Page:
External fact-checking is growing in general and in Latin America in particular, but paying for this work remains a key concern. Fact-checkers in the region, which span commercial media outlets and nonprofit organizations, have taken on different approaches to fundraising.
In the U.S. and elsewhere, 2016 holds great potential for fact-checkers, and not merely in terms of higher visibility. The coming year could be a big one for the impact, funding and technology of fact-checking globally.
Forecasts, with their inherent reliance on uncertainty and subjectivity, are quite antithetical to fact-checking. So as partial expiation for indulging in this seasonal vice, I promise to return to the following list in December 2016 to see which forecasts checked out, which failed to materialize and what I left out.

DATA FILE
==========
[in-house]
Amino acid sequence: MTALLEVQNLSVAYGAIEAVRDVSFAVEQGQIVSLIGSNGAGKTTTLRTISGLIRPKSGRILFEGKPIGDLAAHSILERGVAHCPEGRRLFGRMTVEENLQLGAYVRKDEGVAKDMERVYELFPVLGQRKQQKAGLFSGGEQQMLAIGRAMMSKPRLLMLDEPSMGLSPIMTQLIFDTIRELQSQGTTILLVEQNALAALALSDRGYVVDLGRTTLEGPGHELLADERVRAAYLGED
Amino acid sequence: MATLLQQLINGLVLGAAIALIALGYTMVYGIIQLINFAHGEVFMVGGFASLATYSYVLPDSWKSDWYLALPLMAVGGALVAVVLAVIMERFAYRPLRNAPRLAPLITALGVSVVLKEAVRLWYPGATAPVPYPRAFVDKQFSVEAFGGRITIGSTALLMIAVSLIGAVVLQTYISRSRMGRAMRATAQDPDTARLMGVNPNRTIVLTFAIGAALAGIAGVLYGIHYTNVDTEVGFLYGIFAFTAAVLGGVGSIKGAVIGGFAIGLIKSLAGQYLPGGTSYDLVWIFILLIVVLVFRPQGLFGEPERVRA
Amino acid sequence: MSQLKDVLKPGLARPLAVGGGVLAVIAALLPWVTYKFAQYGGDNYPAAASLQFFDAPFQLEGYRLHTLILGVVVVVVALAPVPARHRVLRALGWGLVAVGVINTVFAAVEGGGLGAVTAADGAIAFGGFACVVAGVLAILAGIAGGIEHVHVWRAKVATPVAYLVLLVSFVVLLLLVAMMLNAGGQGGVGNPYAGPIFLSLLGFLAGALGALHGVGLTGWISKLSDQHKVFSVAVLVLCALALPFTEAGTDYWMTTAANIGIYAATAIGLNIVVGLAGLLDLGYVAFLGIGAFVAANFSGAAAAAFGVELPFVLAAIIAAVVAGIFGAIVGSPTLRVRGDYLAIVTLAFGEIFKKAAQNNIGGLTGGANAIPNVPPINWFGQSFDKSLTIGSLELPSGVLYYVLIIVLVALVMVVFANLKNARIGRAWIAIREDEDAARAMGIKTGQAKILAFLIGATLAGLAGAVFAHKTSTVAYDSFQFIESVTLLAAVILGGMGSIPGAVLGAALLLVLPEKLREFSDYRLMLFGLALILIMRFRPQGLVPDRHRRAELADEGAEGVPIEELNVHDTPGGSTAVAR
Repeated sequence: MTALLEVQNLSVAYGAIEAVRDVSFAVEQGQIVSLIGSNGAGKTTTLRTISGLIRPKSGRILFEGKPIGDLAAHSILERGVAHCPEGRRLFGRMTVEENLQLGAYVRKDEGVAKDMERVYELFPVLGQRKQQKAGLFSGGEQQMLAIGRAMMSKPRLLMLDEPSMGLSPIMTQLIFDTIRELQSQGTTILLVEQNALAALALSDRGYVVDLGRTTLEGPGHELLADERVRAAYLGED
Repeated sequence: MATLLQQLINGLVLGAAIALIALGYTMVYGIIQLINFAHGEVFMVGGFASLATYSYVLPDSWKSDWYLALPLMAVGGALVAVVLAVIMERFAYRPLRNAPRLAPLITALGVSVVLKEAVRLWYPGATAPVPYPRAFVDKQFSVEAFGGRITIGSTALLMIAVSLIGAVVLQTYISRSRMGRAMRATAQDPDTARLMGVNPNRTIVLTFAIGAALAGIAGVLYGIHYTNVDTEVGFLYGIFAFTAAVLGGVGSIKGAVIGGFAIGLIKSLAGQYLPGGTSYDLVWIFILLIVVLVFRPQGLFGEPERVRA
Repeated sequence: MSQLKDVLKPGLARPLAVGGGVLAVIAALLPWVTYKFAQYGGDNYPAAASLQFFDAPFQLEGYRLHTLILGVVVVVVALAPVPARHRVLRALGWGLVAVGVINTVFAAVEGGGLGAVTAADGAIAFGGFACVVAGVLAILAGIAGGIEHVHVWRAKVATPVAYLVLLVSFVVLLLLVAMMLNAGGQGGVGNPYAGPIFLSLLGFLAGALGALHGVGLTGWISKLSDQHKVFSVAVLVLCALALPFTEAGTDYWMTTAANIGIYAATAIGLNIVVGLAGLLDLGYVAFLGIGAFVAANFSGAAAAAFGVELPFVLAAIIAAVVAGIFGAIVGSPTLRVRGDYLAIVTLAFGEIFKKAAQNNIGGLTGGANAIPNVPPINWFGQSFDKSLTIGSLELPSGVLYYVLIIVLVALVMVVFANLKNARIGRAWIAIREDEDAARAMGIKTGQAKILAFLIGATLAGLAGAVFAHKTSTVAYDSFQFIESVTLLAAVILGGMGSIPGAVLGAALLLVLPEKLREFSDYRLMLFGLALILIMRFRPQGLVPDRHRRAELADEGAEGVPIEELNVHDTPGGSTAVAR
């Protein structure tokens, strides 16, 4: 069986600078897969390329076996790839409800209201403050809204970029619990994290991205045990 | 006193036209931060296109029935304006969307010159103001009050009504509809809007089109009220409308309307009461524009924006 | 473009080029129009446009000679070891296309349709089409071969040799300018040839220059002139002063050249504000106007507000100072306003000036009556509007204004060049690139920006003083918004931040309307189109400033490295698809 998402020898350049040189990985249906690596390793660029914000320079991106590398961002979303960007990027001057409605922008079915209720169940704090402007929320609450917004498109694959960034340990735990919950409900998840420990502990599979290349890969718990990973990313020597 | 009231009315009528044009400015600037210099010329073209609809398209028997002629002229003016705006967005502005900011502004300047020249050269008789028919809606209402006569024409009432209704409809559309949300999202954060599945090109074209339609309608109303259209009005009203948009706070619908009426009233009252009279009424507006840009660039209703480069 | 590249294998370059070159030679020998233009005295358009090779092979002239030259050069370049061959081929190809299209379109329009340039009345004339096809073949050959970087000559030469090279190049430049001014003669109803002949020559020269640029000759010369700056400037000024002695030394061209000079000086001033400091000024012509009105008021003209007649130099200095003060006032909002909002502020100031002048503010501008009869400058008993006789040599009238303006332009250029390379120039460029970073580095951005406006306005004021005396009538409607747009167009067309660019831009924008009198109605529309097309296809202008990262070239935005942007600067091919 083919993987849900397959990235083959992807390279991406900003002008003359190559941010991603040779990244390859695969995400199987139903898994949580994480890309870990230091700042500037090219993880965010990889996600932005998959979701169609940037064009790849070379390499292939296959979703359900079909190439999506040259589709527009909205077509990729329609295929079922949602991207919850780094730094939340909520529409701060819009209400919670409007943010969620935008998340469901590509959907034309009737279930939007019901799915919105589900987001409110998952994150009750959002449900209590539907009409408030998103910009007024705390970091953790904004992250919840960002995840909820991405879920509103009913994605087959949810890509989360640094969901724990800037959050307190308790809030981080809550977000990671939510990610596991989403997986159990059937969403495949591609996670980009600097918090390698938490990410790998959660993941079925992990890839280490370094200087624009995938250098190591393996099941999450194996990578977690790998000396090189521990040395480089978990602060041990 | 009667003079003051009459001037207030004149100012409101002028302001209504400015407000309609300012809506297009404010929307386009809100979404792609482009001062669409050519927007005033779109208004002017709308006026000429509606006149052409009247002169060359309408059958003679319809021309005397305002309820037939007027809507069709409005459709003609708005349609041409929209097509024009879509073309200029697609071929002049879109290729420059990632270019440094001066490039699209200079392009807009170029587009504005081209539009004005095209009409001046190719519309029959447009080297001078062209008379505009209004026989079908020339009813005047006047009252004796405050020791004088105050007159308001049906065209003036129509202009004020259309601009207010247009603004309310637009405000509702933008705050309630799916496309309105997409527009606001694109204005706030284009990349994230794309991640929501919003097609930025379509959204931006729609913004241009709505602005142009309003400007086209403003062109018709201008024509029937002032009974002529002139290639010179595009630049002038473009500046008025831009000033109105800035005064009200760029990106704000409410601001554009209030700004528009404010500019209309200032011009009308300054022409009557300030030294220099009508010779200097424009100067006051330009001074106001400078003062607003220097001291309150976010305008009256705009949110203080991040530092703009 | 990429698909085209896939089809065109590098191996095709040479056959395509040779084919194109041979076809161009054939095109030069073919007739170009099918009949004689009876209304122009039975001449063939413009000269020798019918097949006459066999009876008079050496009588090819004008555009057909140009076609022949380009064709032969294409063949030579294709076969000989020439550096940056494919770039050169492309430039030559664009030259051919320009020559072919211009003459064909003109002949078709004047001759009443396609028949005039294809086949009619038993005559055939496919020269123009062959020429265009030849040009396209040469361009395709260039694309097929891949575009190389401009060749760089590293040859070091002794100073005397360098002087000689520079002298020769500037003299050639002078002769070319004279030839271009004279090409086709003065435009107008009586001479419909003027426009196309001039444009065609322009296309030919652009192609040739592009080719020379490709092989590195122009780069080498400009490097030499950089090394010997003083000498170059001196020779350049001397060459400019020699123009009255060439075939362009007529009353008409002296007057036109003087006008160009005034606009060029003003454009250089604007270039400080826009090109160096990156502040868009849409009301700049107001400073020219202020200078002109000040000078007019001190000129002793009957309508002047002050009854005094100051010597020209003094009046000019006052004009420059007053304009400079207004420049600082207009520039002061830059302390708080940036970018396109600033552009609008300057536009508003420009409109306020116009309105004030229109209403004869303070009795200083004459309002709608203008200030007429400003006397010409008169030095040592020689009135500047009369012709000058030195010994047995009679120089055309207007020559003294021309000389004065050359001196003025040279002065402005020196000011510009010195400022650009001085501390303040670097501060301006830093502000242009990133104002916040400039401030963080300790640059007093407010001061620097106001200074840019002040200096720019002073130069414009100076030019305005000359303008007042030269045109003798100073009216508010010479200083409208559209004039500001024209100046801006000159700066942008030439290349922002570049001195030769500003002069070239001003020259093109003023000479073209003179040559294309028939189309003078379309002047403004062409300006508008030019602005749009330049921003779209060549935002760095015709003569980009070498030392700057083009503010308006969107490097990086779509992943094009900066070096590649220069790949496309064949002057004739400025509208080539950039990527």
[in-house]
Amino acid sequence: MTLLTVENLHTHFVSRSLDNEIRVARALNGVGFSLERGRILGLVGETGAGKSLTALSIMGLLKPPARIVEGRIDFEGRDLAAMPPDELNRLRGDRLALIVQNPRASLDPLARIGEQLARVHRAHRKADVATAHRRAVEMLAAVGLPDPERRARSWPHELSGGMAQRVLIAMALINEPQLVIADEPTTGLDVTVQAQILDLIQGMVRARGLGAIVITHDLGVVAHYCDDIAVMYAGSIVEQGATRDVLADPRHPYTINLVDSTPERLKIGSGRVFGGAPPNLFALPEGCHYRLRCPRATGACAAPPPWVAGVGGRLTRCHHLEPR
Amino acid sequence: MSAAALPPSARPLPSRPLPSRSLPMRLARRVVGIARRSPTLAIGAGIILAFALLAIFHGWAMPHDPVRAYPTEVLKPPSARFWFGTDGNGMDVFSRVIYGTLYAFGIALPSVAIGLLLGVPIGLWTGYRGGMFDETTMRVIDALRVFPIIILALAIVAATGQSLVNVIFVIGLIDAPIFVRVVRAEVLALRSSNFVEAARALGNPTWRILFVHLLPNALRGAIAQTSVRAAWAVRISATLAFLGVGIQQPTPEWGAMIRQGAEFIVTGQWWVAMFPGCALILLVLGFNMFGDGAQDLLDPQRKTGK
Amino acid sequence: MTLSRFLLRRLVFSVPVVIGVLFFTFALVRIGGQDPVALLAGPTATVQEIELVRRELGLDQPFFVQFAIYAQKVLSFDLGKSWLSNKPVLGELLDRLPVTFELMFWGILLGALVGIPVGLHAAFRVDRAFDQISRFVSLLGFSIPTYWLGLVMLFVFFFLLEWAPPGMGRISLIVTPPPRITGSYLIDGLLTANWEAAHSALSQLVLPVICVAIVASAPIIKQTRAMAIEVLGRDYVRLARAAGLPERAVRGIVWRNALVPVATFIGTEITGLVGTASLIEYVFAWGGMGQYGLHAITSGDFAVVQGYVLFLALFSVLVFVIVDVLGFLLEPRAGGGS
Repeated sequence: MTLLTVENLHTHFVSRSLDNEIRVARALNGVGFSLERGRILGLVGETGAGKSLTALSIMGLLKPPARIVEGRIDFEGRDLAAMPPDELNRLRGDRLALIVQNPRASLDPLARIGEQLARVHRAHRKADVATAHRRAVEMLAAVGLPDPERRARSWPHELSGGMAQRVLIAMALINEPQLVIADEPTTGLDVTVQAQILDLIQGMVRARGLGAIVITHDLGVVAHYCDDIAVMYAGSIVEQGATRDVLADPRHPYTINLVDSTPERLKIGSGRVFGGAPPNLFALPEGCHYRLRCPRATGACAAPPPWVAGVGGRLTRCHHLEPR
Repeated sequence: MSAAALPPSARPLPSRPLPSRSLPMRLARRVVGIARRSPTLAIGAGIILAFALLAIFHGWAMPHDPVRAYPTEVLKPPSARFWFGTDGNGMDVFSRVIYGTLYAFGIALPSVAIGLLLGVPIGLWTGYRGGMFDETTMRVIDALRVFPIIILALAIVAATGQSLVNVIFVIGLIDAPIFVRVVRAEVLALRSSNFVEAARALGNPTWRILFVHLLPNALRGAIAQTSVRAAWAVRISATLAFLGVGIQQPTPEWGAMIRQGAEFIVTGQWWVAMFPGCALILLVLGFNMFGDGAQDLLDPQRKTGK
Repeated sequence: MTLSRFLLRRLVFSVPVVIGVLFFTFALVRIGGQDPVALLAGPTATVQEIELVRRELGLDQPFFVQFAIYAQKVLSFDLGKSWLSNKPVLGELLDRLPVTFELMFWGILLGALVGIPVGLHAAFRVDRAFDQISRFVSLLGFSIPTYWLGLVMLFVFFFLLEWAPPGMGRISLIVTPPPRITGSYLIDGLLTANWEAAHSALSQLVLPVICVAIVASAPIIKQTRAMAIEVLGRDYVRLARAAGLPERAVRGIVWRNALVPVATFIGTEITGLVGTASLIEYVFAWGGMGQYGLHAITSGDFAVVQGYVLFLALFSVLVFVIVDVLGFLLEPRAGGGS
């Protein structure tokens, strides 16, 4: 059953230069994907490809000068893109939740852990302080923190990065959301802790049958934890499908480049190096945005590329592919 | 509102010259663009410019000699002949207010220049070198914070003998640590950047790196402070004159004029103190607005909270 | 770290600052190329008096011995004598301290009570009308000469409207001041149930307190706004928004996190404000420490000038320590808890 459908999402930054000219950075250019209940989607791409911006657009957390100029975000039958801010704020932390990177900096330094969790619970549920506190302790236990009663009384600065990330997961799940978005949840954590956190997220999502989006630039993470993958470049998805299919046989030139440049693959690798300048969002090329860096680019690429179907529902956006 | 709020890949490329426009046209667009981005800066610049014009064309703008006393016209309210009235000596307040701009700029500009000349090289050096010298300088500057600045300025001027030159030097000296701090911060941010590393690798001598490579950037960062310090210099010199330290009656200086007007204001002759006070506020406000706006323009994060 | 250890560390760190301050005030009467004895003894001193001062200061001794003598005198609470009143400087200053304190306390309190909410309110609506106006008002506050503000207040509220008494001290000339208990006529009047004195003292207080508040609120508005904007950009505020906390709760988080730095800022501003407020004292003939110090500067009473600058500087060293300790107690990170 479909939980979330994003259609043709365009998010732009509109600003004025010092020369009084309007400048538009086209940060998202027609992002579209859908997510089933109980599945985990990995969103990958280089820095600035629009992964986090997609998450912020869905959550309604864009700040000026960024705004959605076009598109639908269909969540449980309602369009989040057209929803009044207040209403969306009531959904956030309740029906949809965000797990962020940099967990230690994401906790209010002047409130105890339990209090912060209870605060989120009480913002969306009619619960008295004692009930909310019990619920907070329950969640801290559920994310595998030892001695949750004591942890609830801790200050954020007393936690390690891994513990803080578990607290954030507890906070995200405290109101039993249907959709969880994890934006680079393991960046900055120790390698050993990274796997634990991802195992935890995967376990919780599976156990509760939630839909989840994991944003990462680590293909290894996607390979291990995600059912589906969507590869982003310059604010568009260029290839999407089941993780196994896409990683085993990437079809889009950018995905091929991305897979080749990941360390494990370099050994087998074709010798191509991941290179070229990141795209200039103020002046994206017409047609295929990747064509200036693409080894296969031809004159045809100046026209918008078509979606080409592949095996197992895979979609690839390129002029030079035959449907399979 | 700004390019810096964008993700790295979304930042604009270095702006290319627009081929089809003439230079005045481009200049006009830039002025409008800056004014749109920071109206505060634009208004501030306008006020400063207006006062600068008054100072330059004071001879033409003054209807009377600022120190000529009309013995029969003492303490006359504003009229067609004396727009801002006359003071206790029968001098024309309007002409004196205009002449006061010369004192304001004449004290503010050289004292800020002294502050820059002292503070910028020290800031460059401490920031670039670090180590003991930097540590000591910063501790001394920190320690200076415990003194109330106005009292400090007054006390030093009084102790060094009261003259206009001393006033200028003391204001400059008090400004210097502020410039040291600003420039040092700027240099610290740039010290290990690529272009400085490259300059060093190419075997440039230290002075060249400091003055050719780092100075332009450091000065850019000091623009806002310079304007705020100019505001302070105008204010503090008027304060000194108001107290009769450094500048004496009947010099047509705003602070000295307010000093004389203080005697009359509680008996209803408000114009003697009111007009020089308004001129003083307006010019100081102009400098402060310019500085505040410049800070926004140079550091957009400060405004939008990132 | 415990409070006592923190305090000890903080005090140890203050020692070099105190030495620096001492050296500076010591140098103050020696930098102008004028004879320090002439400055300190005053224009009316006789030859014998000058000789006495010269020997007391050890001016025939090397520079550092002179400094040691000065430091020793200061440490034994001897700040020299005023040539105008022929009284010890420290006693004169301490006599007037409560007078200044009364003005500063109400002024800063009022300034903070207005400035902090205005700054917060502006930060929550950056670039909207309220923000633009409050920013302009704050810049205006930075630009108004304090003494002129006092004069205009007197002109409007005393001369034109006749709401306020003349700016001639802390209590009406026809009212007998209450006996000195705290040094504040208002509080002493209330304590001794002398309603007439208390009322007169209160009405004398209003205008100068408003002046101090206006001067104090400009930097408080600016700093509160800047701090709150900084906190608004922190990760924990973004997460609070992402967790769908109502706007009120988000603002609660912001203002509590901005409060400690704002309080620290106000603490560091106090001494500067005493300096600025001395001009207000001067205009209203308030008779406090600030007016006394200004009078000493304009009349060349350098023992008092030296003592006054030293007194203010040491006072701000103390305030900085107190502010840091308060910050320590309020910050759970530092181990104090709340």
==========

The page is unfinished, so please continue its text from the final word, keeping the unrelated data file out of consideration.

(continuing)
Today marks the online launch of the International Fact-Checking Network (IFCN) at Poynter. This informal network, a forum for fact-checkers from five continents, is born out of the desire to study and discuss fact-checking as a journalistic instrument worldwide.
The IFCN is supported by grants from the Omidyar Network and the National Endowment for Democracy.
Verification should be an intrinsic value of journalism. Yet the move towards ever-shorter news cycles and the increasing mass of user-generated content (UGC) means verification is being re-examined in depth and adapted to the 21st century.